Strip Safely
Strip Safely

Thursday, February 20, 2014

Manners-isms

Miss Manners, yesterday, wrote a column in which she told people with diabetes that they should not test their blood sugar or administer insulin in public, specifically referring to airplanes. Miss Manners requests we wait until an airplane washroom is open, we are allowed to stand up, we can push past the person next to us, avoid the drink cart, and then try to balance a tester in a probably dirty, cramped room with nowhere to rest it. All this is to avoid the person near us having to hear a click and see half a drop of blood going into a test strip. Because that’s rude.  “Medical applications…should be done out of sight,” writes Miss Manners.

Miss Manners thinks diabetes should be seen and not heard; except, wait, it shouldn’t be seen, either.


Hi, Miss Manners.

I used to be like you. I used to think that diabetes was shameful and it would be rude to subject other people to the vagaries and horrors of seeing me either testing my blood sugar in public, or giving myself an injection.

I used to always be “in public.” I used to not test my blood sugar for days, or even weeks. I used to have terrible A1cs that nobody could understand. It’s because of stuff like this. People believing I was inconvenient and rude for trying to take care of myself – and me believing them.

Miss Manners, if you want to take on someone, don’t take on people with diabetes. Take on diabetes itself. I’m not rude. Diabetes is. I have to deal with this rude visitor every day. Here are some “manners” that diabetes doesn’t have.

  • Diabetes doesn’t wait for the right time to interrupt. It can strike like a cellphone ring in the middle of a concert, when you’re driving, or in an important business meeting. It’s more likely to strike when the stakes are high. I worry that diabetes will be the uninvited loud guest at my wedding.
  • Diabetes is gross. It involves bodily fluids and complications, and it reminds us that we have bodies and that they are fallible. All the time. So much of “manners” is pretending we don’t have bodies. Diabetes makes that impossible.
  • Diabetes overstays its welcome. Benjamin Franklin, one of the original advice columnists, has a quotation often attributed to him: “Houseguests, like fish, start to smell after three days.”  I’ve had diabetes for 6183 days; that I know of, anyway. Diabetes has only overstayed its welcome for 6180 days. And it has NEVER brought me a hostess gift, unless you count stuff I don’t want: no wine, no thoughtful chocolates. Diabetes makes me buy my own wine. Oh, and diabetes sometimes doesn’t play nice with alcohol either.
  • Diabetes is greedy. It takes your time, your money – and it never pays it back – and sometimes it demands a ton of sugar or the contents of your fridge.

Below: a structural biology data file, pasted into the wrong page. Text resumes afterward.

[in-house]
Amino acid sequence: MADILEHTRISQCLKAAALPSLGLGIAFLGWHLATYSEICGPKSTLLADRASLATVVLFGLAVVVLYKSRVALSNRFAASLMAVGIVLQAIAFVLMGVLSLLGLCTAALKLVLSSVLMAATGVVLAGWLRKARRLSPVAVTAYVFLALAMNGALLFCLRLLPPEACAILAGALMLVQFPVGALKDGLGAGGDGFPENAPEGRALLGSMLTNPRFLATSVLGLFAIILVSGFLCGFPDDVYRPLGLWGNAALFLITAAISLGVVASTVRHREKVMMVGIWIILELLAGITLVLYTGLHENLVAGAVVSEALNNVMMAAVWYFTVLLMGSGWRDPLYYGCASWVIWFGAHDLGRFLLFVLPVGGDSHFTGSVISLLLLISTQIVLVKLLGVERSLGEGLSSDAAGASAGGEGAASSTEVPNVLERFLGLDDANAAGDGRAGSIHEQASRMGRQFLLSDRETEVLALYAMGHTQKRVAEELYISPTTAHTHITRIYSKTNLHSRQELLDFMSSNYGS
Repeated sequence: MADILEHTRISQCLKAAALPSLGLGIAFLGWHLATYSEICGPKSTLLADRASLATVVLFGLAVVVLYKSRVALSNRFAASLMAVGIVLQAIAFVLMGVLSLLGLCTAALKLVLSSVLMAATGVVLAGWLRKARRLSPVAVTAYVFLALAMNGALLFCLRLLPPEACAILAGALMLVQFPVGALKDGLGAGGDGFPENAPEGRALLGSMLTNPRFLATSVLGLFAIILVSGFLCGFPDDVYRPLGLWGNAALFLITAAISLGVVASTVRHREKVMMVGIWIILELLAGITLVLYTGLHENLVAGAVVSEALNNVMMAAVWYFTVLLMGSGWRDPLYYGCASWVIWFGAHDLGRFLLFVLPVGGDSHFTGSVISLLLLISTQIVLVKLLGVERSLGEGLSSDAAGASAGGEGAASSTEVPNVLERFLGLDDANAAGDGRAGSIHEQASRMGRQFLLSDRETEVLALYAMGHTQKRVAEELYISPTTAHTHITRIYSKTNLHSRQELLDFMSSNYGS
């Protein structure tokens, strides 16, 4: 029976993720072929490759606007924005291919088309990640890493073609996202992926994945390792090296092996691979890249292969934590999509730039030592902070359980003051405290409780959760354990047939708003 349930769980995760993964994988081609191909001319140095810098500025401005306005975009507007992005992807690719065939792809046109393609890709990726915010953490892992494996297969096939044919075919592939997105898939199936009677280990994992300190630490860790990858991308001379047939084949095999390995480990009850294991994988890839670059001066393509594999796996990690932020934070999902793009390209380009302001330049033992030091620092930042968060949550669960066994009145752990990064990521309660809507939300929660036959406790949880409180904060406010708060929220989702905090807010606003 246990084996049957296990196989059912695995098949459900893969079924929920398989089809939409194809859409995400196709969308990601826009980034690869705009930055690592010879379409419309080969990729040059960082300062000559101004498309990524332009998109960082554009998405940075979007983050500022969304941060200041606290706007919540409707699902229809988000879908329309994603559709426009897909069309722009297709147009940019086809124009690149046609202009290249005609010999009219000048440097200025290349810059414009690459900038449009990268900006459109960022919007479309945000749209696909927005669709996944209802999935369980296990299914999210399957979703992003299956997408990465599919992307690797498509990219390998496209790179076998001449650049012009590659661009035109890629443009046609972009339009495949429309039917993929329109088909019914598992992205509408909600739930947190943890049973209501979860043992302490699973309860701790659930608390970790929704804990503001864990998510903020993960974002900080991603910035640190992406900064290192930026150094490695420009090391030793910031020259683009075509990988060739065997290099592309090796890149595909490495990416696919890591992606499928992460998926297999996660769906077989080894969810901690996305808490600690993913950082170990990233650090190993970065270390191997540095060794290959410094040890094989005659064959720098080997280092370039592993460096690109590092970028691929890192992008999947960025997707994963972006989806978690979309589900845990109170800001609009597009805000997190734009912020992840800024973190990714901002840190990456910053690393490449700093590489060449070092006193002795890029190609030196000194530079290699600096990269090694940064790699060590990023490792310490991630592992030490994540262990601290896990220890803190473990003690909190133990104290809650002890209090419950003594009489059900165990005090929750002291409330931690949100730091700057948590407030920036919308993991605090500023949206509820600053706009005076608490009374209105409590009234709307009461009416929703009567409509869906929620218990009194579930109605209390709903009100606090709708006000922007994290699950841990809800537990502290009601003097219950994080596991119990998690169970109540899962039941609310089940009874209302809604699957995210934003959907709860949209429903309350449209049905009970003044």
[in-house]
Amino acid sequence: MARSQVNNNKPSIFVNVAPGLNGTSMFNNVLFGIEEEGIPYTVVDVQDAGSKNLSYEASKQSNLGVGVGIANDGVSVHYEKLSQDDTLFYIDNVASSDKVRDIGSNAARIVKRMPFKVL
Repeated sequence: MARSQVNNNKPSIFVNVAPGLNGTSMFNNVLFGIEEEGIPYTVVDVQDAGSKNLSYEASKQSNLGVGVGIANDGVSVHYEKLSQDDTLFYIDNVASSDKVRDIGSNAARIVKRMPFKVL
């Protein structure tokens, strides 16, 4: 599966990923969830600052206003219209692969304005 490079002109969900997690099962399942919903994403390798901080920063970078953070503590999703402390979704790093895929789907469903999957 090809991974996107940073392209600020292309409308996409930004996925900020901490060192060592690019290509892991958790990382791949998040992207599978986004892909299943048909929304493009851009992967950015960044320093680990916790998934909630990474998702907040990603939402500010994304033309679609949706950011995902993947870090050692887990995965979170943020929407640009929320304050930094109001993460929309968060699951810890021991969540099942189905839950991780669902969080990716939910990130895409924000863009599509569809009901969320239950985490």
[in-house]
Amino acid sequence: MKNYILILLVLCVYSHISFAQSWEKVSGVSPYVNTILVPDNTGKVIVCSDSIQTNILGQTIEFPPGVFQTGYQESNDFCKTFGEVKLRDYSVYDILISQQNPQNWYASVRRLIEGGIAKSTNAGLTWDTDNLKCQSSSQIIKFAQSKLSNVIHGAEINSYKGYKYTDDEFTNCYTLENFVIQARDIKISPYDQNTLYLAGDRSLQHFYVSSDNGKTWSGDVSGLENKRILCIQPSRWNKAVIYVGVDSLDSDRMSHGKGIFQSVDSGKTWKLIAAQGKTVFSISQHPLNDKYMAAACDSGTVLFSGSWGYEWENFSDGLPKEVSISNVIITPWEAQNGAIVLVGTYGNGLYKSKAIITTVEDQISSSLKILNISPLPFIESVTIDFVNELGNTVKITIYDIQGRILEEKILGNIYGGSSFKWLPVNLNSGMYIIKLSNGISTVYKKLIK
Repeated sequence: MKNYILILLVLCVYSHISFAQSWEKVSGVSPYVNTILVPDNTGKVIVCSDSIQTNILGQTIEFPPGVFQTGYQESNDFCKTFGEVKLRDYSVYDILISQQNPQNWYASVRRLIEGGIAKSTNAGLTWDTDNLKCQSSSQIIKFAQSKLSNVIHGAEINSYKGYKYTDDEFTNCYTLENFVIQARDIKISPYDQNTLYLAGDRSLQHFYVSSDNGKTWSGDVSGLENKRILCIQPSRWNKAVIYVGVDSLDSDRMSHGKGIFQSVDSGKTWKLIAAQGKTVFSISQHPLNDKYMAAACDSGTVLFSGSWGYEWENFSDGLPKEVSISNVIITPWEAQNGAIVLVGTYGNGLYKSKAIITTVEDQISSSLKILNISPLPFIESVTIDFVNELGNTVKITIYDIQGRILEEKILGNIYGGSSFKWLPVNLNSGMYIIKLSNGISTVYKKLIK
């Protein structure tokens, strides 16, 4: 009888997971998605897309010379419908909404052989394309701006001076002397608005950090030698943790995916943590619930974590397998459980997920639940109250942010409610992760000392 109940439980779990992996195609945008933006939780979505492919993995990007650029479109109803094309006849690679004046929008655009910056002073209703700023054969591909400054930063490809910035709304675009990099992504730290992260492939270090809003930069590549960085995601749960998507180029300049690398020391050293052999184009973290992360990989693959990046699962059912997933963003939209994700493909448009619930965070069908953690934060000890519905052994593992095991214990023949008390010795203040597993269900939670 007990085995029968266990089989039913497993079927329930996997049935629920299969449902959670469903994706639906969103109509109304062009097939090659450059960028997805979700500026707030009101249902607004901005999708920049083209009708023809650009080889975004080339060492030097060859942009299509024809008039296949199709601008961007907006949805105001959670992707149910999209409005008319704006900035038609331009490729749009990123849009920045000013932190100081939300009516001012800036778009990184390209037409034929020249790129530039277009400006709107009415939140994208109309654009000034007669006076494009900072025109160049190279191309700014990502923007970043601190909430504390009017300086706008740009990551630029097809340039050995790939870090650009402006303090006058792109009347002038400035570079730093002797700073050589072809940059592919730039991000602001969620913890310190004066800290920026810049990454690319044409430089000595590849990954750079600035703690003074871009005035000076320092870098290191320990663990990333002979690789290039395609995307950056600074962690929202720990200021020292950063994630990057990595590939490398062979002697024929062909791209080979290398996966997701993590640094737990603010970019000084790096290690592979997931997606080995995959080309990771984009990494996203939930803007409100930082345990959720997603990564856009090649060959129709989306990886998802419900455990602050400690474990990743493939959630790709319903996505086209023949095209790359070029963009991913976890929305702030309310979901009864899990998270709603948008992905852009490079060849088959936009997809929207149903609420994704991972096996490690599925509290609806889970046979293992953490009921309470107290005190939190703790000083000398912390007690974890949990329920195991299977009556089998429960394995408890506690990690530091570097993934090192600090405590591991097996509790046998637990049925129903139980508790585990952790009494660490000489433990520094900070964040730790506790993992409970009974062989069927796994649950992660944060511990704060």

• It’s kind and polite to take care of the sick. Diabetes actually demands MORE when we’re sick, like a husband forcing his flu-ridden wife to make him breakfast while cleaning the house. It’s also polite not to afflict others with your illness if you don’t have to. That, however, only counts for contagious diseases. I can’t call in and say “woke up and I still have diabetes! Can’t come in today.”
People with diabetes have to deal with this consistent rudeness, in their own bodies, on their own turf, every single day. It’s honestly a manners victory that we’re not running around screaming “I’m high as hell and I can’t take it anymore!” all day.

We just want to take care of ourselves. Isn’t the kindest, politest thing to do…letting us do that?

Much of the idea behind being good to others is that everyone is fighting a hard battle, so consideration is key. I don’t know if that factors into manners or not, but I certainly hope it does. All I know is, when I started to make my diabetes public rather than hidden, when I stopped hiding away, when “oh, I’ll have to waste ten minutes getting to the washroom to test and the conversation will have moved on without me, “ that one more barrier to testing that made sure I didn’t, stopped: that is when I felt better and vastly improved my health. That was me not “mannering” myself into an early grave. That’s when the education and connection started, not when it was severed.

Perhaps instead of keeping a polite distance from each other, we could be a little unseemly and acknowledge that we’re all in this together.

Especially when we’re crammed together in coach.

-Ilana

Sunday, February 9, 2014

Spare A Rose

The day I knew my fiance was right for me was the day he explained, out of the blue, why he didn't get me flowers.